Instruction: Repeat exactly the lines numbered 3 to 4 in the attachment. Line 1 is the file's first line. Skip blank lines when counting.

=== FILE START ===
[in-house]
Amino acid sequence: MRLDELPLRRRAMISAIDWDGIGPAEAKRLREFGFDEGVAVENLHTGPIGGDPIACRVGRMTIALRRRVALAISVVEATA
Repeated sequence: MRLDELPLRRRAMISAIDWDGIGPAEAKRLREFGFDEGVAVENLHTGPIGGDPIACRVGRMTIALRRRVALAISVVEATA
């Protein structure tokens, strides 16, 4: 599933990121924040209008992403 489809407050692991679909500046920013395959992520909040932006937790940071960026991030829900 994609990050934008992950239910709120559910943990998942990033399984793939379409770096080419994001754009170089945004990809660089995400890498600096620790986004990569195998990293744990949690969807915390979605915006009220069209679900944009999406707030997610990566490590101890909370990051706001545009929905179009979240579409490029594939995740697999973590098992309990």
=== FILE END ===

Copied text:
Repeated sequence: MRLDELPLRRRAMISAIDWDGIGPAEAKRLREFGFDEGVAVENLHTGPIGGDPIACRVGRMTIALRRRVALAISVVEATA
């Protein structure tokens, strides 16, 4: 599933990121924040209008992403 489809407050692991679909500046920013395959992520909040932006937790940071960026991030829900 994609990050934008992950239910709120559910943990998942990033399984793939379409770096080419994001754009170089945004990809660089995400890498600096620790986004990569195998990293744990949690969807915390979605915006009220069209679900944009999406707030997610990566490590101890909370990051706001545009929905179009979240579409490029594939995740697999973590098992309990």